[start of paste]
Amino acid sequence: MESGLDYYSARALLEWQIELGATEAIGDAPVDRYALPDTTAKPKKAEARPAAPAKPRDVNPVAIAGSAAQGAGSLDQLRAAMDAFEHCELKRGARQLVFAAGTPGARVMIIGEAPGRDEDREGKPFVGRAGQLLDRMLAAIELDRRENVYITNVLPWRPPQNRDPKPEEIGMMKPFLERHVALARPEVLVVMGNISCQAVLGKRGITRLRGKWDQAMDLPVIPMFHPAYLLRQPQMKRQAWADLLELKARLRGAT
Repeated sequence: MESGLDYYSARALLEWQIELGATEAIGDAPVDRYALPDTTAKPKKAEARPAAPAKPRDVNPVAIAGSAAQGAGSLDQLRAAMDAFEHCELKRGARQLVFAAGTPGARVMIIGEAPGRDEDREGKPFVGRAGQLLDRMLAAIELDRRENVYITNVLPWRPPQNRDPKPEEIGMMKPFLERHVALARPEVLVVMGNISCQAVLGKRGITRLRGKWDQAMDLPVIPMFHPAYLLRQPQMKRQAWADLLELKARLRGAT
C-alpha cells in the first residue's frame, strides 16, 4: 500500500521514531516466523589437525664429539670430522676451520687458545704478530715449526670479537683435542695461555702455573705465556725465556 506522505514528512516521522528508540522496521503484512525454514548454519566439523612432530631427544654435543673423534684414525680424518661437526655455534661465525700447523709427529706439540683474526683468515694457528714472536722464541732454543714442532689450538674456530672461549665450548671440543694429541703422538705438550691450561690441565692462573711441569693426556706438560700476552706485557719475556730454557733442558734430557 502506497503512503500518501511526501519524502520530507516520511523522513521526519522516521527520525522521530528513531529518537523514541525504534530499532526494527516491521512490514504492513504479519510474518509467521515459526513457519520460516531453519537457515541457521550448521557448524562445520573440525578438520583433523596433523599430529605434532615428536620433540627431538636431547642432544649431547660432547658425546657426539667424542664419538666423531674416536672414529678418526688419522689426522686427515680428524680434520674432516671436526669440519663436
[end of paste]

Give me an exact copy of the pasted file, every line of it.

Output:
Amino acid sequence: MESGLDYYSARALLEWQIELGATEAIGDAPVDRYALPDTTAKPKKAEARPAAPAKPRDVNPVAIAGSAAQGAGSLDQLRAAMDAFEHCELKRGARQLVFAAGTPGARVMIIGEAPGRDEDREGKPFVGRAGQLLDRMLAAIELDRRENVYITNVLPWRPPQNRDPKPEEIGMMKPFLERHVALARPEVLVVMGNISCQAVLGKRGITRLRGKWDQAMDLPVIPMFHPAYLLRQPQMKRQAWADLLELKARLRGAT
Repeated sequence: MESGLDYYSARALLEWQIELGATEAIGDAPVDRYALPDTTAKPKKAEARPAAPAKPRDVNPVAIAGSAAQGAGSLDQLRAAMDAFEHCELKRGARQLVFAAGTPGARVMIIGEAPGRDEDREGKPFVGRAGQLLDRMLAAIELDRRENVYITNVLPWRPPQNRDPKPEEIGMMKPFLERHVALARPEVLVVMGNISCQAVLGKRGITRLRGKWDQAMDLPVIPMFHPAYLLRQPQMKRQAWADLLELKARLRGAT
C-alpha cells in the first residue's frame, strides 16, 4: 500500500521514531516466523589437525664429539670430522676451520687458545704478530715449526670479537683435542695461555702455573705465556725465556 506522505514528512516521522528508540522496521503484512525454514548454519566439523612432530631427544654435543673423534684414525680424518661437526655455534661465525700447523709427529706439540683474526683468515694457528714472536722464541732454543714442532689450538674456530672461549665450548671440543694429541703422538705438550691450561690441565692462573711441569693426556706438560700476552706485557719475556730454557733442558734430557 502506497503512503500518501511526501519524502520530507516520511523522513521526519522516521527520525522521530528513531529518537523514541525504534530499532526494527516491521512490514504492513504479519510474518509467521515459526513457519520460516531453519537457515541457521550448521557448524562445520573440525578438520583433523596433523599430529605434532615428536620433540627431538636431547642432544649431547660432547658425546657426539667424542664419538666423531674416536672414529678418526688419522689426522686427515680428524680434520674432516671436526669440519663436